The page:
You can raise your children as Christians but ultimately, it's up to them if they attend church as an adult
Following on from my blog of April 24 on Richard Dawkins and not “indoctrinating” our children with our own religious beliefs, Geoffrey Sales, a devout (and very knowledgeable) Baptist, has written very sensibly on the same topic in his recent blog post on All Along the Watchtower. Indeed, he is so obviously more reasonable on this vexed topic than the famous evolutionary biologist that I think it is worth reproducing what he says.
He relates that he has five adult children, three of whom are active Christians, one who is an occasional attendee “and the fifth, the youngest girl, well, she just can’t see the point.” All the young Sales children “got dragged off to chapel twice on Sunday.” They also had morning prayers at home and “they went along to Bible study on Thursday when they were old enough.” Sales asks, “Did they complain? Yes. Did we take any notice? Yes. But we explained that this was what we did and that we thought it was good for them. But we also made a promise, which was that if, when they reached 16, they didn’t want to come, they could stop.”
The rationale for this, he explains, was that if they decided at 16 not to carry on with any religious practice and then changed their minds later – as can happen – “they’d know what it was they were going back to.” He relates that the three oldest were baptised in due course (Baptists believe in adult baptism) and have continued in their faith; the youngest boy goes to church “on high days and holidays”, while the youngest girl “has always gone her own way on these matters.”
Many Catholic parents will recognise this scenario: some children take on the faith for themselves as they grow up; some rebel and then return, often when they have children themselves; yet others “just can’t see the point”, as Sales says. He concludes, “That’s all you can do as a parent. You can show them the way, but for the rest, it is God who gives the increase. “Sales then poses the critical question: “If we had not done this, then I wonder what chance there would have been that three to four of the children would be Christians? Those who think we should have given them a choice need to think instead of wobbling with the brain. What choice would they have had if no-one had taken them near a church? How would that have been a choice? No more than the rest of us can children choose what they do not know exists.”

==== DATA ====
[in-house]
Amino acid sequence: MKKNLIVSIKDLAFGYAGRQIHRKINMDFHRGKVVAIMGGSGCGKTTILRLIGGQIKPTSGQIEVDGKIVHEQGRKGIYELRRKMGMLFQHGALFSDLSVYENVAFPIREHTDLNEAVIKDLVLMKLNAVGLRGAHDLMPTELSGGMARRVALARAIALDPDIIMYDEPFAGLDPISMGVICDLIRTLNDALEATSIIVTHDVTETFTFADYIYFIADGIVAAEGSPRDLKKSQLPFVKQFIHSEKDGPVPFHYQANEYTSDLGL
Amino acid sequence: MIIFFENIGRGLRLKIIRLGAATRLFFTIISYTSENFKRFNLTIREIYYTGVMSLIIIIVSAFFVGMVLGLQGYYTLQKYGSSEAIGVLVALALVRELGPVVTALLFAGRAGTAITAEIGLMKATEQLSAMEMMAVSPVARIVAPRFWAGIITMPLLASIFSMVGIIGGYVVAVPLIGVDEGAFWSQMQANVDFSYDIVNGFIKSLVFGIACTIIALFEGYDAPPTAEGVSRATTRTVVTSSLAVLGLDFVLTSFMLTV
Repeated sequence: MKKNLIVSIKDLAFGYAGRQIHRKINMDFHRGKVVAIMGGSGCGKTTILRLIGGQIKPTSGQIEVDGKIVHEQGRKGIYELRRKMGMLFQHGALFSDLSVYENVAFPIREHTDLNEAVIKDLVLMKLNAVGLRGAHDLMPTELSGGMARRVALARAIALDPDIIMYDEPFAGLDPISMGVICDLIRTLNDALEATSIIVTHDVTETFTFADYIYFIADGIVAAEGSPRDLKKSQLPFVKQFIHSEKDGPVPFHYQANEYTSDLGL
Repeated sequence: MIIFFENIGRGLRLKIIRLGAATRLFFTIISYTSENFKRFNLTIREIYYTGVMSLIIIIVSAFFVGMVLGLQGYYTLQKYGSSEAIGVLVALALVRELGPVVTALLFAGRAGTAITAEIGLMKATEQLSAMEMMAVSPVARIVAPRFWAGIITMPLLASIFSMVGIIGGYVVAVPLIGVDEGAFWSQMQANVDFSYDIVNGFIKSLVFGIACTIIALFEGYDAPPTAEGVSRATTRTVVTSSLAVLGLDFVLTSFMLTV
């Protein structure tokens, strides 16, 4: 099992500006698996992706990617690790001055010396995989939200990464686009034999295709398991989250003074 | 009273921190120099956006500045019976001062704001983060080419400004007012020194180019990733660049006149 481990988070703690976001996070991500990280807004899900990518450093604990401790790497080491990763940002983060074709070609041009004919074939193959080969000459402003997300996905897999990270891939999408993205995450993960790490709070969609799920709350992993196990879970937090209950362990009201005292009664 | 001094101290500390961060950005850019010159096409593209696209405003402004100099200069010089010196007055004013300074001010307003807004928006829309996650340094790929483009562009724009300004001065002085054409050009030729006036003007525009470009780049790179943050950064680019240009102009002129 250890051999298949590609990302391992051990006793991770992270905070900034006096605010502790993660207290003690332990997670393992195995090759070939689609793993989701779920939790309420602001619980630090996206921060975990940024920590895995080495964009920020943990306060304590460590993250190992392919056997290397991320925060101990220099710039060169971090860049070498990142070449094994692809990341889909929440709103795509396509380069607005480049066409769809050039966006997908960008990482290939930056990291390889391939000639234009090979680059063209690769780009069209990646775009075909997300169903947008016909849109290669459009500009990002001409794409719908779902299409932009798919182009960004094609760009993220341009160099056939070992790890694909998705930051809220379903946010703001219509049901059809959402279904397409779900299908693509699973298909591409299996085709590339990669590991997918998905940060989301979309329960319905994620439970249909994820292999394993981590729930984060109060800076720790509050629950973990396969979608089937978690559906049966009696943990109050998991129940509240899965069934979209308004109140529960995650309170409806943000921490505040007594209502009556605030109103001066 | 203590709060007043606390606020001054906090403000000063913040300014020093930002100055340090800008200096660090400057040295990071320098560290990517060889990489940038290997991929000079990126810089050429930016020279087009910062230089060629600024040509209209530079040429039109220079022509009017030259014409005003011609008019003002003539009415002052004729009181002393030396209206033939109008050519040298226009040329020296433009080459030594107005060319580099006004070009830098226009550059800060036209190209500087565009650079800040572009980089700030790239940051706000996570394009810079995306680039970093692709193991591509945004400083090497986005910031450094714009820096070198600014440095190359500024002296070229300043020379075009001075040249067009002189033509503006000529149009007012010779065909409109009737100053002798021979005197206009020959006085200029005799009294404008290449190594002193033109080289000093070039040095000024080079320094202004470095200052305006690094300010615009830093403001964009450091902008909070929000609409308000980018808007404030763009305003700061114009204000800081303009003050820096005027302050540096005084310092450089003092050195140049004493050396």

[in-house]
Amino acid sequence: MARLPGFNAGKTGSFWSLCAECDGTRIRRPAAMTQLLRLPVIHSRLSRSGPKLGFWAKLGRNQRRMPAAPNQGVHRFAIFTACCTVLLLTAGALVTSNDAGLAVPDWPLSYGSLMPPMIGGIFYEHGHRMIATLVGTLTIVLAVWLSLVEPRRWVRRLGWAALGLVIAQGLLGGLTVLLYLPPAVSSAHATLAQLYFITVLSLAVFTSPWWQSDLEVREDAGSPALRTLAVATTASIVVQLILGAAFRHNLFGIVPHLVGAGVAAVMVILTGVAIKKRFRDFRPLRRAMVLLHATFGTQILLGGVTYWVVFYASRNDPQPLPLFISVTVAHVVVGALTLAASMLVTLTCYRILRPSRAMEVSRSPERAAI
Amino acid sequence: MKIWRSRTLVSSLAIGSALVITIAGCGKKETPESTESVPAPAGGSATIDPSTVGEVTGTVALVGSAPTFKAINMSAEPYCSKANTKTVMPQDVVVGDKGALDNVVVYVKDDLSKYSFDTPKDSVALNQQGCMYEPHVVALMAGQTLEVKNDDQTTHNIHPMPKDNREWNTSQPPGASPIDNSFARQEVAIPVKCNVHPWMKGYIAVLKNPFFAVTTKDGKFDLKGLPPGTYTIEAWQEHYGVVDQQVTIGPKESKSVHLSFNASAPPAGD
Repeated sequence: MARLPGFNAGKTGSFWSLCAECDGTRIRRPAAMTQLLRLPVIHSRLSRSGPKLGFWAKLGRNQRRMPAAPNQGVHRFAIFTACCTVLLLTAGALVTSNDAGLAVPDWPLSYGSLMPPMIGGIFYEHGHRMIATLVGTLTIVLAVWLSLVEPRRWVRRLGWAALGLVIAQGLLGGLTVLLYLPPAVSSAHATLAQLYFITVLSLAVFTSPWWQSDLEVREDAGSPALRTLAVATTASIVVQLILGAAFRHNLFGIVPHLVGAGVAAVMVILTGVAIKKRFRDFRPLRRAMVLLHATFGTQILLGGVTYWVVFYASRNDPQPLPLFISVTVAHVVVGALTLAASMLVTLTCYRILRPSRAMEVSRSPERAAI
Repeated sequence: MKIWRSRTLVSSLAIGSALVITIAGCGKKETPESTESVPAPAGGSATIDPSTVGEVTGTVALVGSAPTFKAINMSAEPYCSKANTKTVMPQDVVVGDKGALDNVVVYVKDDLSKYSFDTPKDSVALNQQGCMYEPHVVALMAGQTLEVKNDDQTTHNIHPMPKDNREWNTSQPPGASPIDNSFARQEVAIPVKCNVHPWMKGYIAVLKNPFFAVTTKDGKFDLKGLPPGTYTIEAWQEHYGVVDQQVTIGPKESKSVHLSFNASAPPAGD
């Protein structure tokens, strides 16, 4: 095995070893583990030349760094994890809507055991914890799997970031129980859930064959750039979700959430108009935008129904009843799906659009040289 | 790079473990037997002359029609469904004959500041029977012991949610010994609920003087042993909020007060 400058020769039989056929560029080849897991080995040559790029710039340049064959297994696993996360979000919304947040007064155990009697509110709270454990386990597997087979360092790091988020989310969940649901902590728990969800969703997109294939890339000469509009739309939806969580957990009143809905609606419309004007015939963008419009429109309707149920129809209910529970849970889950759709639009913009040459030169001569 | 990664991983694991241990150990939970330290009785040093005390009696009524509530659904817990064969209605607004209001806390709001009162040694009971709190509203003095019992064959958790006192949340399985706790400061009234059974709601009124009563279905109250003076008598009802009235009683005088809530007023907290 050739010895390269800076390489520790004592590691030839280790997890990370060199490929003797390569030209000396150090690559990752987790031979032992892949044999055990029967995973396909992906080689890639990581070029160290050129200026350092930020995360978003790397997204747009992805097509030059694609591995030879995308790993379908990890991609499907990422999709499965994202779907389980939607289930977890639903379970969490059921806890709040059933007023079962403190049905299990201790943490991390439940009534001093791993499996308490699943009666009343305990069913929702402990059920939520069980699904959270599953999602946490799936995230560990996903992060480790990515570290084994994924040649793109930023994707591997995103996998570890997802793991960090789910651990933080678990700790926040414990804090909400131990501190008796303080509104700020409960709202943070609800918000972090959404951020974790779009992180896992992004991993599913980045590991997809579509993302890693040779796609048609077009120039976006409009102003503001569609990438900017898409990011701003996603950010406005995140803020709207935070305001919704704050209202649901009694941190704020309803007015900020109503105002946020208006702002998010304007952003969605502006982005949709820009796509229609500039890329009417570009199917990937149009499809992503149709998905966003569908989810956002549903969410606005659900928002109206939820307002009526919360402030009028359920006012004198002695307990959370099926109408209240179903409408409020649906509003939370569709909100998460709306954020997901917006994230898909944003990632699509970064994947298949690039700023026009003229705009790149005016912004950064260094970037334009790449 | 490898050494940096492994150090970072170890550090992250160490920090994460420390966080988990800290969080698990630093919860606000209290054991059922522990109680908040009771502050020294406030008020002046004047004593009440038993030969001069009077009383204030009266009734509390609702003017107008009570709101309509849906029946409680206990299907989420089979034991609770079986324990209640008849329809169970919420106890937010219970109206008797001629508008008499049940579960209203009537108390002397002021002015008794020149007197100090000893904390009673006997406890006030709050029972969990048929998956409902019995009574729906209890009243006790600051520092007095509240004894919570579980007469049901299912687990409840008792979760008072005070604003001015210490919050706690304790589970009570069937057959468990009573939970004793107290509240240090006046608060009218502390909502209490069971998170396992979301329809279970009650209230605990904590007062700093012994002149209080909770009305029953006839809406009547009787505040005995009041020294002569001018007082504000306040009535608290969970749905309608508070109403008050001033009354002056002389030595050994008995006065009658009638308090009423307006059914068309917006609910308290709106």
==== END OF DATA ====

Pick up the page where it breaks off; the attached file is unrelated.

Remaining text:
He concludes, “Not giving your child the experience of something which has helped to shape our world and culture for so long is to deprive them of a real choice and to imprison them in your choices.” He also raises the question, “How many out of five children of atheists would somehow end up in church, and how they’d get there or have some understanding of it?” Sales adds, “Those of us who are Christian parents have a responsibility to bring our children up in the faith…This is not going to mean you brainwash them…Rather it is about having an informed choice – one that is not just formed by the prejudices of the modern media.” Or, one might add, formed by the prejudices of a particular Oxford professor.
The Russian poet, Irina Ratushinskaya, was raised an atheist in the then Soviet Russia. She became a Christian, by her own account, because her teachers repeated the mantra that there was no God so often that it led her to think the opposite: there must be a God if the authorities were so keen to deny His existence. Mind you, I somehow think it might have been easier to come to faith under that grim and oppressive ideology than in the West these days, where everything is relative, nothing is objectively true and where “wobbling with the brain”, to quote Sales’s own ironic phrase, suggests a pseudo-tolerance: the wish to present to young people a smorgasbord of different intellectual and spiritual sensations – just as long as they don’t commit the ultimate sin of conversion to Christianity.